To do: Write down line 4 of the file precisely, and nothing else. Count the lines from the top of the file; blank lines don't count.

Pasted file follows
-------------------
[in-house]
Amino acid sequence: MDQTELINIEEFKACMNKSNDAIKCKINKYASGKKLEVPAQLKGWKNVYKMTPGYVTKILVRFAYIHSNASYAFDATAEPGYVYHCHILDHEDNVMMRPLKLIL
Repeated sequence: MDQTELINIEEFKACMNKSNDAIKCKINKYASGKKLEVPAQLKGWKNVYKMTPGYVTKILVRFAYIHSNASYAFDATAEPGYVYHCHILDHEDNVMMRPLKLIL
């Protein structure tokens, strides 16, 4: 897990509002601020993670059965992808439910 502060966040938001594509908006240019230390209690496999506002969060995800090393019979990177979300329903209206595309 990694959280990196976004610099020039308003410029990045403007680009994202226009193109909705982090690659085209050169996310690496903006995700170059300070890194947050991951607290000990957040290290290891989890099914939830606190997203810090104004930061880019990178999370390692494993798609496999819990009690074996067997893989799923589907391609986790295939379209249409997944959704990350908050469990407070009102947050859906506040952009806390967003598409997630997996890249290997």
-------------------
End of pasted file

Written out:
């Protein structure tokens, strides 16, 4: 897990509002601020993670059965992808439910 502060966040938001594509908006240019230390209690496999506002969060995800090393019979990177979300329903209206595309 990694959280990196976004610099020039308003410029990045403007680009994202226009193109909705982090690659085209050169996310690496903006995700170059300070890194947050991951607290000990957040290290290891989890099914939830606190997203810090104004930061880019990178999370390692494993798609496999819990009690074996067997893989799923589907391609986790295939379209249409997944959704990350908050469990407070009102947050859906506040952009806390967003598409997630997996890249290997």